Recently the freshman Seattle City Councilmember Andrew Lewis was listening to a discussion on the extreme rise in gun violence in the city, and some simple questions were raised that he realized he didn’t know concrete answers to.
Who’s doing the shooting, and where?
So he asked police for some data on shots fired in the city, cross-referenced with other factors the cops knew about each incident. The answers that came back have him saying some unusual-sounding things in progressive Seattle, that have some fellow council members “looking at me a little funny,” he says.
Things like: “It is blatantly evident that a significant amount of the city’s crime and disorder is attributable to conditions in homeless encampments.”
And: “It was easy to say ‘oh, leave the poor encampments alone,’ when there weren’t very many of them, and they weren’t leading to this.”
What Lewis found is that more than 18% of all shots-fired incidents in Seattle last year were associated with homelessness, according to police records. This means that “the victim, or suspect, are experiencing homelessness, or the [shooting] occurred at/near a homeless encampment or RV,” the police said.
These shootings were up 122% in 2021 versus 2020. “A nexus to homelessness accounted for the largest proportion” of incidents in the city, the police said — more than gang-related shootings, domestic violence, nightlife-related incidents, road rage, shootings during robberies or any other category.
Of the 113 homelessness-related shootings last year, the most were in the Chinatown International District (23 incidents), followed by Northgate and the downtown commercial district, with 11 each. About half of the shootings caused injury (56) or death (5).
Lewis runs the city’s committee on homelessness. He was shaken by this data — not because he didn’t know the unauthorized encampments were dangerous, but because his own committee hadn’t grappled with the extent of it. Probably nobody on his committee would have guessed that homelessness and the encampments were a bigger associating factor with Seattle’s shooting epidemic than gang activity (though there’s also some crossover between the two).
It doesn’t mean people living outside are uniquely prone to commit violence, Lewis said. Frequently it’s people in and around the encampments who are the victims.
“When I say ‘homeless,’ it’s a misnomer,” a police assistant chief echoed to The Seattle Times last week, in a story about how 40% of the police homicide unit’s case load is related to the encampments. “We’re seeing the violence centered on illegal encampments, where there’s a general sense of lawlessness that concentrates bad actors and concentrates narcotics in one area.”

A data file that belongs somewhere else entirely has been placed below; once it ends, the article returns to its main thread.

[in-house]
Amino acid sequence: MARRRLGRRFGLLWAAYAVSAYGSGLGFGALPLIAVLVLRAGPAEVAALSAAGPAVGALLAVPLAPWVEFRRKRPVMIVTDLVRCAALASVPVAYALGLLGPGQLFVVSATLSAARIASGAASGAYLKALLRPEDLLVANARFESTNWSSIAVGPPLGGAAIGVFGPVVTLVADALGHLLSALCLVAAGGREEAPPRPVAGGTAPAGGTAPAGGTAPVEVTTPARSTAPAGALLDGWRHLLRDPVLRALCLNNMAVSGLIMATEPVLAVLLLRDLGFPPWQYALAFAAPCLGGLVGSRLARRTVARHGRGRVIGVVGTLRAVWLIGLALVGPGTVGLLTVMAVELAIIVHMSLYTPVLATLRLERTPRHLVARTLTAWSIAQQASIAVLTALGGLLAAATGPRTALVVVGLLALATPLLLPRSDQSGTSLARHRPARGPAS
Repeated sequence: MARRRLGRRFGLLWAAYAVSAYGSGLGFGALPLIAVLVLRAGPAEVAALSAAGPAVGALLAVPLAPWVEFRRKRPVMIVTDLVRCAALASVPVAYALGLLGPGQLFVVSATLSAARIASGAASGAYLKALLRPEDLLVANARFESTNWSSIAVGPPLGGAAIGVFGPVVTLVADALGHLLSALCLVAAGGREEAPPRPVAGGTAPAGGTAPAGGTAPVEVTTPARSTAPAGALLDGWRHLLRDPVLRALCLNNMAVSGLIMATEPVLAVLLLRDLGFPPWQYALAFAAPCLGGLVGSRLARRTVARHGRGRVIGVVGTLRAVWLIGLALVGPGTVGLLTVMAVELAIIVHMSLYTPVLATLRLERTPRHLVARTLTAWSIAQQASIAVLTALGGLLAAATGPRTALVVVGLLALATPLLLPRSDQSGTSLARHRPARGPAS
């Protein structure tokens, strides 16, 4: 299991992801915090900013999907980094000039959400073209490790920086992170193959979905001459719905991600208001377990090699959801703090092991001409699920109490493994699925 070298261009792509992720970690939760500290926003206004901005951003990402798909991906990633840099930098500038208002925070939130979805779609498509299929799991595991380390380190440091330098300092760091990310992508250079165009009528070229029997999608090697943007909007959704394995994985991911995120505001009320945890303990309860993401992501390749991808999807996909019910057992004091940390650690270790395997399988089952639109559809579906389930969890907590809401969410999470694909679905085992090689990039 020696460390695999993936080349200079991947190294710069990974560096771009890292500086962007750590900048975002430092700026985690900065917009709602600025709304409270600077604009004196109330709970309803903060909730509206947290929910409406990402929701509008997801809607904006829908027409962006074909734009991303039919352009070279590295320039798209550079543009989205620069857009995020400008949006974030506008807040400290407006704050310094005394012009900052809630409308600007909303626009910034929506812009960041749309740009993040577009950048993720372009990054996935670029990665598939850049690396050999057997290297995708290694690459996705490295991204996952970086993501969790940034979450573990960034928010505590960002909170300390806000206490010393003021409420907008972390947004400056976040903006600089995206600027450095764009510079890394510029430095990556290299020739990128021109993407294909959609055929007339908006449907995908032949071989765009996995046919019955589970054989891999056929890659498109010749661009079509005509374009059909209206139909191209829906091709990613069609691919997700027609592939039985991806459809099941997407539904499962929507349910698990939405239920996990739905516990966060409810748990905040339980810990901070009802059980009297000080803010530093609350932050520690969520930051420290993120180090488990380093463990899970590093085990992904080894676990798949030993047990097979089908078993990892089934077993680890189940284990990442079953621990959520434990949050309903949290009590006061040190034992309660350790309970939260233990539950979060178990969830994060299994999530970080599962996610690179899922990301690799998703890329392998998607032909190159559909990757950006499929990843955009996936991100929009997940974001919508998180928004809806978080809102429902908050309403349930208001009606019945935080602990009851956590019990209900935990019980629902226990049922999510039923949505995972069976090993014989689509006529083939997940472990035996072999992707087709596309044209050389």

“I am not making any argument from this data as to the causation of the shootings,” Lewis said. “Encampments though are massive magnets for crime. On that the data is clear.”
It’s an issue that has twisted Seattle in knots for years. Clearing encampments is seen as criminalizing or victimizing poverty, and so they’ve often been allowed to stay and grow, out of a sense of compassion.
I’ve argued in this space for more than a decade now that allowing these makeshift encampments is a humanitarian catastrophe — back to the days of The Jungle, which itself was only closed after a mass shooting. The shantytowns are an embarrassment to both Seattle and the liberal project. We need more shelter — tiny house villages, tent cities, motel rooms, safe parking lots, FEMA facilities — so that the city can end the unsanctioned camps and provide safer, managed places for people to go.
The end goal is permanent housing, but that’s going to take many, many years to build.
This is a debate I have lost.
“The city has actually lost emergency shelter units this year,” Lewis said.
But Lewis said he’s noticed another correlation, one that’s as powerful as the shooting stats.
“There has never been a shooting in a tiny house village, or on the premises of JustCARE,” a hotel-based shelter program which serves the toughest cases out of the encampments, Lewis said.
“These shootings occur out in the encampments,” he said. “But if you bring people into shelter, the disorder generally doesn’t follow. In the tiny house villages or JustCARE hotels, there’s security, community, management, counseling. I think out in the encampments it’s survival-based, and people just respond to the demands of their environment.”
JustCARE, which got started during the pandemic, has had success moving people out from the hillsides and under bridges. Of seven encampments cleared, including the one next to the King County Courthouse that had seen a murder and a string of assaults, JustCARE got about 200 people to come inside while about 40 did not, for various reasons, according to a report by the group last month.
“It’s the most effective program I’ve seen in a decade of working on quality of life issues downtown,” Brian Cannon, of the Downtown Seattle Association, told the council.
It’s also very expensive — $49,000 per bed per year just for services and staffing. That doesn’t include the cost of the hotel room itself. This price is the main reason the program is fighting for survival — its funding is scheduled to expire in June.
So here we are again, with this same choice. We can pay to get people inside, into temporary shelter as a start, and prod it along by clearing encampments. Or we can keep saying “leave the poor encampments alone.”
I asked Lewis what his aim was for speaking out bluntly like that, other than potentially getting run out of office.
“I think we haven’t been entirely honest about the public safety impacts of this issue for some time,” he said. “That’s really it. It feels like Seattle is at a pivot point right now and can stand to hear these facts.”
Hope he’s right. But these encampments have long been one of Seattle’s most perplexing blind spots. A lot is riding on which way we pivot, or if we can change course at all.